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- Publisher: CAMBRIDGE UNIVERSITY PRESS
- Format: Paperback | 176 pages
- Dimensions: 160mm x 234mm x 15mm | 249g
- Publication date: 1 January 1999
- Publication City/Country: Cambridge
- ISBN 10: 0521644631
- ISBN 13: 9780521644631
- Illustrations note: 100 colour illus.
- Sales rank: 1,020,632
D'Ambra discusses patronage on different social levels, from that of the emperor and his court to those of shopkeepers and of artisans, in diverse regions of the empire and in distinct ethnic groups. She compares the imagery of the state and of military victory with the humblest funerary reliefs. Many provincial artworks were based on imperial models, but others were created in resistance to prevailing imperial standards. D'Ambra draws on a range of sculptures, wall paintings, decorative arts, coins and architecture, from Italy to the edges of the empire, evoking the traditionalism and the adaptability of Roman art. She also looks ahead to the art and architecture of the fourth century AD, which despite the emergence of Christianity as the dominant religion continued to be influenced by Roman styles and themes.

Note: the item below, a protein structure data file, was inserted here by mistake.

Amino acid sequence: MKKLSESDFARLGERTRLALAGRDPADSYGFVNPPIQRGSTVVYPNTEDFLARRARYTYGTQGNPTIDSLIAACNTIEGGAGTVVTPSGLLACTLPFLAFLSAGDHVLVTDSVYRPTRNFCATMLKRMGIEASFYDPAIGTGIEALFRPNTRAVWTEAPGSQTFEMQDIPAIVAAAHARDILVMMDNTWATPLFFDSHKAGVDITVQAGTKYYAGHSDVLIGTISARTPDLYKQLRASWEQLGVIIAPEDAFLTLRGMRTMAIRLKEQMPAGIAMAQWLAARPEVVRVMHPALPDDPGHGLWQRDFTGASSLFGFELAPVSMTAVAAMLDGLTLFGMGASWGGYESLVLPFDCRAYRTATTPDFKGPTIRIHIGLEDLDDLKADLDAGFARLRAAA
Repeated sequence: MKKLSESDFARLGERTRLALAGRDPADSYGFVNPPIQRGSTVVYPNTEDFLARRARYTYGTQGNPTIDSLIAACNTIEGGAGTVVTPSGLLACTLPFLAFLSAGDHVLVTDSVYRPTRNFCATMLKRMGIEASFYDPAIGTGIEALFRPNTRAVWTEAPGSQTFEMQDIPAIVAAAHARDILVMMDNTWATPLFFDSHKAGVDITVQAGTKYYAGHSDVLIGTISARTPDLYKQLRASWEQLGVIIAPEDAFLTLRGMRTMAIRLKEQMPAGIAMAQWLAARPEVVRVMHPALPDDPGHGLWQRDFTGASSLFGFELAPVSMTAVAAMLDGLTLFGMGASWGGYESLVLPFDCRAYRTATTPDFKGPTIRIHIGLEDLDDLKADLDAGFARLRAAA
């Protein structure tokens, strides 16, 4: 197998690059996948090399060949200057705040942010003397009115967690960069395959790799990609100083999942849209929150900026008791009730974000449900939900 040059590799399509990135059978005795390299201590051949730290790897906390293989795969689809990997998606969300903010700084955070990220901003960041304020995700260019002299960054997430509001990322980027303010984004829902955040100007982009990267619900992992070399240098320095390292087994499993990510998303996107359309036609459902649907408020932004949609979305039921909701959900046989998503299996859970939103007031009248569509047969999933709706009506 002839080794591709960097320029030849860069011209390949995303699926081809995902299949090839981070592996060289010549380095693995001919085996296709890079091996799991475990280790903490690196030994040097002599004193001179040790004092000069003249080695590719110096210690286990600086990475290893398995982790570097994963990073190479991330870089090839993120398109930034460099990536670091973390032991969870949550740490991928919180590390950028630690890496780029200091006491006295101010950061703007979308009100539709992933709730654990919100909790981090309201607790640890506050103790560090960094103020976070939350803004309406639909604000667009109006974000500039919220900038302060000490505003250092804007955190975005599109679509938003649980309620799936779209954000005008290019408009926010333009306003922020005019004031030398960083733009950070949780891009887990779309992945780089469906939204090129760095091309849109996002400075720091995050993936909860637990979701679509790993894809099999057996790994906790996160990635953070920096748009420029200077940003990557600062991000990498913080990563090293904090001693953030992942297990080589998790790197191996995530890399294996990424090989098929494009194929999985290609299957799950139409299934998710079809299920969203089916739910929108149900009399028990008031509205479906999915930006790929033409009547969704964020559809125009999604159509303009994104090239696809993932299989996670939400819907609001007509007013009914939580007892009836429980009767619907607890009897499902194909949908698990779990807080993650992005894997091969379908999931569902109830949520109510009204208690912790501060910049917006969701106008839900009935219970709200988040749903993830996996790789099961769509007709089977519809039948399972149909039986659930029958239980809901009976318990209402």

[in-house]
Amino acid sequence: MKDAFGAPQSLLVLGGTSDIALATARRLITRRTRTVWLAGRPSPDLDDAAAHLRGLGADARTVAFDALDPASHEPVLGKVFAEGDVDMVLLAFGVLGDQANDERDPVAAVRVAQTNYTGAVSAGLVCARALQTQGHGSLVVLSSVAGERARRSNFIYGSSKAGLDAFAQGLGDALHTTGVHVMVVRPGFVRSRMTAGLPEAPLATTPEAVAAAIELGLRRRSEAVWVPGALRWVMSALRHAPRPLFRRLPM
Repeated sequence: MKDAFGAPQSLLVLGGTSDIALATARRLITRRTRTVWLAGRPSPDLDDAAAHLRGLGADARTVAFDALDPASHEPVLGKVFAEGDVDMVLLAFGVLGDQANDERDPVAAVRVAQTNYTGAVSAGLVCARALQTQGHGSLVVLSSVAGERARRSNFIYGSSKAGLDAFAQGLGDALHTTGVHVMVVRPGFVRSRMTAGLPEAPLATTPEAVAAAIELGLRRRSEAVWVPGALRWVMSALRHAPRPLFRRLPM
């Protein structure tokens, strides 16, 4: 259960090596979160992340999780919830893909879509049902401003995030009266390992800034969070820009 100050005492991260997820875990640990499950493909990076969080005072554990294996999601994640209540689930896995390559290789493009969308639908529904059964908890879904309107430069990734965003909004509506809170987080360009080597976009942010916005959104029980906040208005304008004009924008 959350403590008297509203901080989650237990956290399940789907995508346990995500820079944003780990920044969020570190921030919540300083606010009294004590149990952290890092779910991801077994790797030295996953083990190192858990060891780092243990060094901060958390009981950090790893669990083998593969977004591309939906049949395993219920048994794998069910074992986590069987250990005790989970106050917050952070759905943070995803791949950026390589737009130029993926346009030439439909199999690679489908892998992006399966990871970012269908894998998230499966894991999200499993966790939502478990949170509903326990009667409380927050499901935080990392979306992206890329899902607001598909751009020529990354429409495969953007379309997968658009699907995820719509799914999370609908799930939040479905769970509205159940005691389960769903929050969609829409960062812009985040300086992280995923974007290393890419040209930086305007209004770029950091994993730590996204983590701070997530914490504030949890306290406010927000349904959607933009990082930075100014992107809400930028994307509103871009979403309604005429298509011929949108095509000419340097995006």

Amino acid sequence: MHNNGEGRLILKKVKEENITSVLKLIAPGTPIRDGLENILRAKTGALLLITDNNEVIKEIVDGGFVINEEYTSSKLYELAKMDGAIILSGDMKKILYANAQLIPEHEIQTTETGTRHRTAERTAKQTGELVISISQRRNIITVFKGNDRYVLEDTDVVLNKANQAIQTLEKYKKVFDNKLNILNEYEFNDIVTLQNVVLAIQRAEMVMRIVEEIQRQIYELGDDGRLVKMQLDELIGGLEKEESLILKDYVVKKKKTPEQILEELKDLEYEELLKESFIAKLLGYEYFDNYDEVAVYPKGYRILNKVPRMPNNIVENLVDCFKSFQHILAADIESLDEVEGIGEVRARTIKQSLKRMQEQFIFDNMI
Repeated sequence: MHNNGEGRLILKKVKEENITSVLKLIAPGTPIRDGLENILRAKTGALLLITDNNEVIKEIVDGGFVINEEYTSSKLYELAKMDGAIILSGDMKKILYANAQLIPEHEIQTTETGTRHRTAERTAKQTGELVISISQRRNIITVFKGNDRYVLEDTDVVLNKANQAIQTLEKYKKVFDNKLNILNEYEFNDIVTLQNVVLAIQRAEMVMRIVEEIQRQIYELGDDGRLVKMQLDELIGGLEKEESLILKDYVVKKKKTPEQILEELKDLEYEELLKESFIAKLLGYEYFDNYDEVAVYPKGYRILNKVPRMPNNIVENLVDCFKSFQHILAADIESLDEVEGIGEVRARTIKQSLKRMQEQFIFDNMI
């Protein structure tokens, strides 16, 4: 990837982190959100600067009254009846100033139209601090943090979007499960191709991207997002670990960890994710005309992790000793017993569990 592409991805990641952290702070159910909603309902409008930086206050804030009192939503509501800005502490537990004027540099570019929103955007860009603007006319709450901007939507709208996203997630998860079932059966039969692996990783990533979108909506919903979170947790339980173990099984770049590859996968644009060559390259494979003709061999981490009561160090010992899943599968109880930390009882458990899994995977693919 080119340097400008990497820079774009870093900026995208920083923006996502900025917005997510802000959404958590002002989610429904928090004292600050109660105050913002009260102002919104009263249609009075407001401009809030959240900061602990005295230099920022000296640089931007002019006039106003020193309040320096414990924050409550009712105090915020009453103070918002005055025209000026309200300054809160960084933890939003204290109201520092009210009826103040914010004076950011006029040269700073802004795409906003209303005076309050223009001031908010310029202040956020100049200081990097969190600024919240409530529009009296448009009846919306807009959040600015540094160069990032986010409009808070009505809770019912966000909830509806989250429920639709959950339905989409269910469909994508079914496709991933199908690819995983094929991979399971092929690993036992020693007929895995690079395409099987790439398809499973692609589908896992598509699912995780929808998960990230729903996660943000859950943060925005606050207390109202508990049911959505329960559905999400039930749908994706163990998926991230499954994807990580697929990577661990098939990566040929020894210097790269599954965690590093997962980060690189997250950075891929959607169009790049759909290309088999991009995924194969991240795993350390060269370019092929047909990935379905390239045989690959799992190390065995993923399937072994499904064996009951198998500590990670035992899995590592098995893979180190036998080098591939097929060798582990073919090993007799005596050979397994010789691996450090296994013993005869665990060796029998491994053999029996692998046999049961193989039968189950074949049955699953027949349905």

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"D'Ambra goes beyond basic stylistic analyses to use Roman art in the study of Roman identity...Recommended for both academic and larger public library art collections." Library Journal "Ambra offers readers an insightful look at the artistic side of a culture better known for its political and militaristic styles." Jason Zappe, Copley News Service
Table of contents
Introduction; Part I. Empire and its Myths: 1. Foundations; 2. Reactions to dominant cultures; 3. From republic to empire; Part II. The Social Order: 4. Identity and status; 5. Elites; 6. Urban working classes; 7. Women and the family; 8. Outsiders and insiders; Part III. The City and Urban Space: 9. The city as civilization; 10. Civic spectacle; 11. Ruler and subjects; Part IV. Portraiture and Commemoration: 12. High and low; 13. Modesty and adornment; 14. Heroic modes; 15. Preserving memory; Part V. Houses and Painted Interiors: 16. Duty and domesticity; 17. Gardens; 18. Painted perspectives; Part IV. The Limits of Empire: 19. Town and country; 20. Power and privilege; 21. Gods and cults.